In the early years children are very impressionable. Parents and caregivers play an important role in helping preschoolers develop healthy eating habits and positive attitudes toward food, which are likely to stay with them later in life. It is important for your preschooler to establish good nutrition and lifestyle habits that can reduce their risks for obesity, heart disease, cancer, and other chronic diseases.

This section of MyPyramid for Preschoolers provides “Mom-tested” messages that combine expert guidance and real-life suggestions, and it includes these topics:

  • Setting a Good Example
  • Offering a Variety of Foods
  • Helping Children Know When They’ve Had Enough
  • Following a Meal and Snack Schedule
  • Making Mealtime a Family Time
  • Coping with Picky Eating
  • Helping Children Eat New Foods
  • Kitchen Activities Preschoolers Can Help With
  • Behavioral Milestones Related to Eating

Physical Activity: Physical activity is anything that gets your child moving. On most or all days, children should get at least 60 minutes of physical activity, but it doesn’t have to be all at once. Add physical activity into your preschooler’s day.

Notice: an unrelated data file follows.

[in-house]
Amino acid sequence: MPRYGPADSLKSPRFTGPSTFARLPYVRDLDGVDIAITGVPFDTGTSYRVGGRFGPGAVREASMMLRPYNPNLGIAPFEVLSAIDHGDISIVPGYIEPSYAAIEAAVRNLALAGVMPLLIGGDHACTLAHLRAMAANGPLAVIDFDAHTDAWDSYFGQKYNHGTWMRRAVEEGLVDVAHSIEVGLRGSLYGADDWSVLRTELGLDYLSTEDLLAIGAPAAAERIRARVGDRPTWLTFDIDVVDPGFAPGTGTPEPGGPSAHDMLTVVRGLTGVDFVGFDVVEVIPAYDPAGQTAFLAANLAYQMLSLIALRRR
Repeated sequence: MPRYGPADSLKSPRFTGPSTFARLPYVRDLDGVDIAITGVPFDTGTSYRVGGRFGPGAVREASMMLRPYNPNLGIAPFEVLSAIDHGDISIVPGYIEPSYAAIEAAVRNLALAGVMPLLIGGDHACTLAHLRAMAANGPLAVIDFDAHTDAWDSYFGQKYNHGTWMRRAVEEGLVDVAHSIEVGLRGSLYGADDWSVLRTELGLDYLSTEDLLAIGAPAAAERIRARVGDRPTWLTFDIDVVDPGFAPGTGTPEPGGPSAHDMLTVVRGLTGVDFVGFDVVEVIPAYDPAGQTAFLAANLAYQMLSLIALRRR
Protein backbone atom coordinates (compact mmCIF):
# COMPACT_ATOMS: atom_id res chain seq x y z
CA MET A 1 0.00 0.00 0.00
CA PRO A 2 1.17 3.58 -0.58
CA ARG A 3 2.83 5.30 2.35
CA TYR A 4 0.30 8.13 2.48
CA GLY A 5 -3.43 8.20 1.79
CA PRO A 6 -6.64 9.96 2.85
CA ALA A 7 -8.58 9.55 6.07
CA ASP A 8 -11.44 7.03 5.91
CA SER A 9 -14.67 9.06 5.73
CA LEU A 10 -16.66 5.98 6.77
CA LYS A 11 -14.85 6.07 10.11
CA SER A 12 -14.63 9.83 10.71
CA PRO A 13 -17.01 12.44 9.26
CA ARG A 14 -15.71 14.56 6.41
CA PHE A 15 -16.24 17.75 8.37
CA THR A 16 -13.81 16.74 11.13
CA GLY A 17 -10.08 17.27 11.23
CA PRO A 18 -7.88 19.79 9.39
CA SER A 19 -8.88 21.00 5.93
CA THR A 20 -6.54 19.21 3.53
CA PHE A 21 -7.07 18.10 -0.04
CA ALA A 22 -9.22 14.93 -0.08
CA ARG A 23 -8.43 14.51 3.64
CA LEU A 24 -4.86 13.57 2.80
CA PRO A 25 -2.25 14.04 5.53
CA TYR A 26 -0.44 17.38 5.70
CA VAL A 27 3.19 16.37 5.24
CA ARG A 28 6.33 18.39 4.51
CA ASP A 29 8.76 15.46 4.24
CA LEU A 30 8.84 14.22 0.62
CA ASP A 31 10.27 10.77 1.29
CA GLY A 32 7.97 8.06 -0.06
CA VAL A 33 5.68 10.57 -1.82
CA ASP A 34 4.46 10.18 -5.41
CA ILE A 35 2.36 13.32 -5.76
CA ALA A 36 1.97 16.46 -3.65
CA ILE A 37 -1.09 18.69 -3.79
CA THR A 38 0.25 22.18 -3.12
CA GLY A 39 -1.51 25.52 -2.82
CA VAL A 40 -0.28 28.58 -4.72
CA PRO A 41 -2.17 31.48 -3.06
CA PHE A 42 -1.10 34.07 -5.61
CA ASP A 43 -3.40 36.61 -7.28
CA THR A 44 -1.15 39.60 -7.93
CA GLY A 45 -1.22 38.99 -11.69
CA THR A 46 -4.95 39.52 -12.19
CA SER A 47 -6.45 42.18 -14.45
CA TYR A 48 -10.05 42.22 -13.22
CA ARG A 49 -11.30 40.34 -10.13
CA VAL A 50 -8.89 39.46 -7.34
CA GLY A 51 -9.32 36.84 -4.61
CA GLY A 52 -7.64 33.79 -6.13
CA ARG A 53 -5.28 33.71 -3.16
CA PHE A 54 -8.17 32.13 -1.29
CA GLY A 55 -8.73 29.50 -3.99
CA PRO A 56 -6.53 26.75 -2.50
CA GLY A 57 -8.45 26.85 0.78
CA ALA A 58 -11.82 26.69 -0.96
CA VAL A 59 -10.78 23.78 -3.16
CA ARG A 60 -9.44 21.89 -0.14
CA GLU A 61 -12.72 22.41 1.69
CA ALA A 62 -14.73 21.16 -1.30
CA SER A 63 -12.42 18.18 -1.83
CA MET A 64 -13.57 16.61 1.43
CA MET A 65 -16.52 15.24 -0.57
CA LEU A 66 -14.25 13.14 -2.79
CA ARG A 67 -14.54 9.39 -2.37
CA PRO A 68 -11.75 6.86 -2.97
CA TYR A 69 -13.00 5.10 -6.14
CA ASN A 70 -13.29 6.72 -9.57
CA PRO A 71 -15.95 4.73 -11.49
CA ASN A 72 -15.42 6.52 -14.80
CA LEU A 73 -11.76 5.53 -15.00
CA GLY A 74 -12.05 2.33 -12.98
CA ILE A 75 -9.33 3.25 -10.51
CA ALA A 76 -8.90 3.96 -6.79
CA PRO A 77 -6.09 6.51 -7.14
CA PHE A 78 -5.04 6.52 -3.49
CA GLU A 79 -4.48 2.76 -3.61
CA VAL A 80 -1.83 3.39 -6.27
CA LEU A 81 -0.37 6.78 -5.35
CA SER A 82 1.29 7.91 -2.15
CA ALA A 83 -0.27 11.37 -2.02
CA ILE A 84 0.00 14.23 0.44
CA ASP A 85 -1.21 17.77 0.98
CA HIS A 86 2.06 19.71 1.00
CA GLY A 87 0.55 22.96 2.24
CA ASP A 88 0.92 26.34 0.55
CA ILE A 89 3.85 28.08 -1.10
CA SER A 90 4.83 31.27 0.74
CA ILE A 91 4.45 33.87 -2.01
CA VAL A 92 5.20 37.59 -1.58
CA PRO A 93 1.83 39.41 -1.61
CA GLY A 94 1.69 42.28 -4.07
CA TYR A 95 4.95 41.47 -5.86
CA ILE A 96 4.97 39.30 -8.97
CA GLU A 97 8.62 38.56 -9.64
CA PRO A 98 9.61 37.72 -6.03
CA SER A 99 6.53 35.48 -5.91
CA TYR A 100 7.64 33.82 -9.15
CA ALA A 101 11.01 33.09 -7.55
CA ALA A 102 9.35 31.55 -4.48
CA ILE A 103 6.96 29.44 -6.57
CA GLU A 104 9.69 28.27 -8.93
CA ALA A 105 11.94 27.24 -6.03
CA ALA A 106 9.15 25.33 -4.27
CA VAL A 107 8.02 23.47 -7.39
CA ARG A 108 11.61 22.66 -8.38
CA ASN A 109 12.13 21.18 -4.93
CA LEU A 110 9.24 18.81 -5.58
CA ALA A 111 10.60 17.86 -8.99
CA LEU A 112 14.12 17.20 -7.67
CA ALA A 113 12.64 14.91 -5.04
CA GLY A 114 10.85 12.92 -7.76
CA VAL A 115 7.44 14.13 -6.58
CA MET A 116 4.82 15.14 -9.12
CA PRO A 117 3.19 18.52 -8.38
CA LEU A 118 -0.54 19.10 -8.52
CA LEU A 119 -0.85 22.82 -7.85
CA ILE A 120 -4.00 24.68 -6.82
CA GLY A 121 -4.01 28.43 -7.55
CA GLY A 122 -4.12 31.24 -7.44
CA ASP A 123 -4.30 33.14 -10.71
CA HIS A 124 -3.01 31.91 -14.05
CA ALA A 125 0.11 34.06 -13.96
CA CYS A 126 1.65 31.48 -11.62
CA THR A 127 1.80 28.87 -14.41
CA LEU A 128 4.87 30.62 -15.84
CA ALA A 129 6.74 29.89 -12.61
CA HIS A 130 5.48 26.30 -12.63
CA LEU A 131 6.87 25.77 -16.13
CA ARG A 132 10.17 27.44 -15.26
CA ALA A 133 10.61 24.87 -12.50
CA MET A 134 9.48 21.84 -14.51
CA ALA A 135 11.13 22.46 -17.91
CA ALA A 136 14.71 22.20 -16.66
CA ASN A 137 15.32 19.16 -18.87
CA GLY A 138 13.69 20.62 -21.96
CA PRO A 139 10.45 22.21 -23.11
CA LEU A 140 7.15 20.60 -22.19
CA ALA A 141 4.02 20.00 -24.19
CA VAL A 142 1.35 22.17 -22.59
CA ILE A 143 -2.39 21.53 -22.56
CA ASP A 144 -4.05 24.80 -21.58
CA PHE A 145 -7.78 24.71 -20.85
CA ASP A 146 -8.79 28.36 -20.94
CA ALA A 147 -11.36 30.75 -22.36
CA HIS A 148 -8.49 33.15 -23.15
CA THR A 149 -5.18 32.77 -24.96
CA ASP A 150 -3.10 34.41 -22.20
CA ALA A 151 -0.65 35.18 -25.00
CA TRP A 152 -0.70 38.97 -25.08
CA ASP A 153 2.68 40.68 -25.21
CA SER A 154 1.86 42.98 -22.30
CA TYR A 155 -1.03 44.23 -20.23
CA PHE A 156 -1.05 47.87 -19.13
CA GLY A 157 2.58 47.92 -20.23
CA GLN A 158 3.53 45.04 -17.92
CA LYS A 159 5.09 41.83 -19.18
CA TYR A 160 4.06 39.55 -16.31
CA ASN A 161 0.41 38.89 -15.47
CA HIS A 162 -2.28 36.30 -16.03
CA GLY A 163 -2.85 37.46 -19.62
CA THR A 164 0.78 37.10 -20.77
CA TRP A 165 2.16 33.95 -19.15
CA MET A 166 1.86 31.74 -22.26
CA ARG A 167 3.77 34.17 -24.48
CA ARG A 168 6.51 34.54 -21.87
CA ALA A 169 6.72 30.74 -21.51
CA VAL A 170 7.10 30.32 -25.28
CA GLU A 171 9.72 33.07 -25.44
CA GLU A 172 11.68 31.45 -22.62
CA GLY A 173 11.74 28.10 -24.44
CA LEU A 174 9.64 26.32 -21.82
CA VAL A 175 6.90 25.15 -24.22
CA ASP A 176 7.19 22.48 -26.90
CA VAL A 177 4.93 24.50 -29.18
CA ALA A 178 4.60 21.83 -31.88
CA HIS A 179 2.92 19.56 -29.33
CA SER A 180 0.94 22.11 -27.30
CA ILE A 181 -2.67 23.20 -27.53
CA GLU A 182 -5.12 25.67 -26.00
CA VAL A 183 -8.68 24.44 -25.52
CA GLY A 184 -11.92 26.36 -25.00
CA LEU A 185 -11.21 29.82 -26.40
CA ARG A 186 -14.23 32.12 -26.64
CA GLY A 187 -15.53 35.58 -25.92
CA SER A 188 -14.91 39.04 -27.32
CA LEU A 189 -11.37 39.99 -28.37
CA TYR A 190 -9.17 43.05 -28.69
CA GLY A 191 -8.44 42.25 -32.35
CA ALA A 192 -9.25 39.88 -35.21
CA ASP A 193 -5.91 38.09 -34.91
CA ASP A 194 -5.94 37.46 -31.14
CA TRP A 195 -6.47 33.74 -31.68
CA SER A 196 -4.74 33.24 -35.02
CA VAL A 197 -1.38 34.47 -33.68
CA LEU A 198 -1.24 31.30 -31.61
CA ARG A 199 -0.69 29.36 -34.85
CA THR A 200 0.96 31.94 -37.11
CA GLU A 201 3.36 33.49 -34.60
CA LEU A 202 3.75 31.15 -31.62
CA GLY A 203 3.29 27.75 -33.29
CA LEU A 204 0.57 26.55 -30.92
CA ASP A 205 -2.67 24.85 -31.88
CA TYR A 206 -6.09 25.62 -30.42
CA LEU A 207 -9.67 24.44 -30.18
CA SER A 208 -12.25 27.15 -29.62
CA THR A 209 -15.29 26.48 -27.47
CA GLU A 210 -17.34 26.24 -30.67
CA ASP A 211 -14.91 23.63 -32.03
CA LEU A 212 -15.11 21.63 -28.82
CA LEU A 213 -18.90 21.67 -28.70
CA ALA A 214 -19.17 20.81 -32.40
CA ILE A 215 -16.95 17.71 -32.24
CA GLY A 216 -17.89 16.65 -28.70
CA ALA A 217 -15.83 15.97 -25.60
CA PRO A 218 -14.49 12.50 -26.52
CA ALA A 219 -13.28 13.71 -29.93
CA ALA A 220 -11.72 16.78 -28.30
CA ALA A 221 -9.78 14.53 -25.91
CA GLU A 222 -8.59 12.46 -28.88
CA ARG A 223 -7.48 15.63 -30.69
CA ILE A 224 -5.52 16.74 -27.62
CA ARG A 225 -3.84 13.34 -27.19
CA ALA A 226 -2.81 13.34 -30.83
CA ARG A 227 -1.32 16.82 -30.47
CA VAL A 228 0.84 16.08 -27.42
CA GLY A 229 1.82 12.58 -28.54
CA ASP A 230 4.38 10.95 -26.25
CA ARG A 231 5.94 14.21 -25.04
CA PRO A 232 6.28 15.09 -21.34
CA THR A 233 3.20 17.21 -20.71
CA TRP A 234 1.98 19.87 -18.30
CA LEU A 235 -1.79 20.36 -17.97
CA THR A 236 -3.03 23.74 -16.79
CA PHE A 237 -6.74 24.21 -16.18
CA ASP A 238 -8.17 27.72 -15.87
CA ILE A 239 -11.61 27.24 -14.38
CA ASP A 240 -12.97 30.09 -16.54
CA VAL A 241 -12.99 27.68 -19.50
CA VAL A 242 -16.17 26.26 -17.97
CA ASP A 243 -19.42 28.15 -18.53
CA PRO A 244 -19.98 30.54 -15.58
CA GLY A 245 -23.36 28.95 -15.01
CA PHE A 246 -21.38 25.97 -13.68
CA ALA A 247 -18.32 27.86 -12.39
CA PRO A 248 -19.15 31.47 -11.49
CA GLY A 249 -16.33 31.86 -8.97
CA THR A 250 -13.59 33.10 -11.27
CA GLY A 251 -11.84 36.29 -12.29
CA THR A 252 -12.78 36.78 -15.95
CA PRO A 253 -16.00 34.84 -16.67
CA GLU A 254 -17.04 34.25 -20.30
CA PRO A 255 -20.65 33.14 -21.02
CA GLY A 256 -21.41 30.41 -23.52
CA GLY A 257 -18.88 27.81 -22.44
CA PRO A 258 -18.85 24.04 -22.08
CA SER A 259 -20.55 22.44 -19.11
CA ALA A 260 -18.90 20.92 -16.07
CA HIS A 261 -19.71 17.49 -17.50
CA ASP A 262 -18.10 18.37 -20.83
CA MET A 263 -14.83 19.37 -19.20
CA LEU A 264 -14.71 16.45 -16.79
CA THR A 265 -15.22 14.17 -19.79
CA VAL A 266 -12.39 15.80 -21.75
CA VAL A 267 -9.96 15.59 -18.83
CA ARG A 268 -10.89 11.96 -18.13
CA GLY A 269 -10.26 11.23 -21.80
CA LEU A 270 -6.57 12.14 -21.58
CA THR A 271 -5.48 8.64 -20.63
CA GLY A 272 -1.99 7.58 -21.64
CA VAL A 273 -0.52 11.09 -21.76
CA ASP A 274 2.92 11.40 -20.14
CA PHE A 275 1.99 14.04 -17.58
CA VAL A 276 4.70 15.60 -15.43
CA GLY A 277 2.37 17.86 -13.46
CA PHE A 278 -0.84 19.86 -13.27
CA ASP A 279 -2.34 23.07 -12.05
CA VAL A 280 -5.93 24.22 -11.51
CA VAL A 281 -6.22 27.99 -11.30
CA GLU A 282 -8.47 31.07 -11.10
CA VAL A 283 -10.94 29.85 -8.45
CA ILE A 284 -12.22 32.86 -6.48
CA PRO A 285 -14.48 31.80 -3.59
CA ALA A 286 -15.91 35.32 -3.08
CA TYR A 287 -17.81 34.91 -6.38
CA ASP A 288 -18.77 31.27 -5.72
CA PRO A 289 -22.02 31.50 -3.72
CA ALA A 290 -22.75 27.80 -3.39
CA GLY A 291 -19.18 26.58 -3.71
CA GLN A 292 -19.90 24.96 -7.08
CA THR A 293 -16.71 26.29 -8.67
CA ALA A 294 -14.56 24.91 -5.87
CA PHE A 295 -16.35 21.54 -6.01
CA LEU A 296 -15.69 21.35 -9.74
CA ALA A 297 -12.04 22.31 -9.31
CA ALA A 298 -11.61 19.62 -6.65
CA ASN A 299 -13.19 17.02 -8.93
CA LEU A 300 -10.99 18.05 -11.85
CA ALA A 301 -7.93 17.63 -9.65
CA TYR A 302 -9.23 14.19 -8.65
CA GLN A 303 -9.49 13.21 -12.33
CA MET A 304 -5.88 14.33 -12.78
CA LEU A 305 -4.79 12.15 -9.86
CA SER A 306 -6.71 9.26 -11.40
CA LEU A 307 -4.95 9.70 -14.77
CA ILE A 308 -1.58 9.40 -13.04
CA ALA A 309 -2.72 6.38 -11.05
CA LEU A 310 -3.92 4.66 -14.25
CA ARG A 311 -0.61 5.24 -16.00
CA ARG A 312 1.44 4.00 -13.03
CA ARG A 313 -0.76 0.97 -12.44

Parents are role models in physical activity as well as in healthy eating behaviors. Habits are “caught, not taught,” so show your child what you want them to learn by being physically active yourself.

Discover why physical activity is important and what types of physical activity are appropriate at this age. Get ideas for family activities, age-appropriate activities and indoor activities.

Food Safety: Preschoolers’ immune systems are still developing, which makes it easy for them to get sick. It is very important to follow food safety guidelines to avoid foodborne illness.

This section includes both general food safety advice and specific messages for preschoolers. A few of the topics are: the importance of hand washing; foods that should be avoided, and foods that can be choking hazards.

Sample Meal & Snack Patterns: There are two different sample meal and snack patterns available at each of these four calorie levels: 1,000; 1,200; 1,400 and 1,600. Each one shows how to divide a MyPyramid daily eating plan into three meals and two snacks.

Several menu ideas are included for each meal or snack in the pattern, and the recommended amounts from each food group are shown. Ideas for planning meals for preschoolers also are included.

Food Groups & Amounts Needed

MyPyramid for Preschoolers Recommendation: MyPyramid divides food into five major groups: grains; vegetables; fruits; milk, and meat & beans. The food groups are equally important for good health and proper growth. Children need to eat a variety of foods every day, because each food group provides some, but not all, of the nutrients and energy preschoolers need.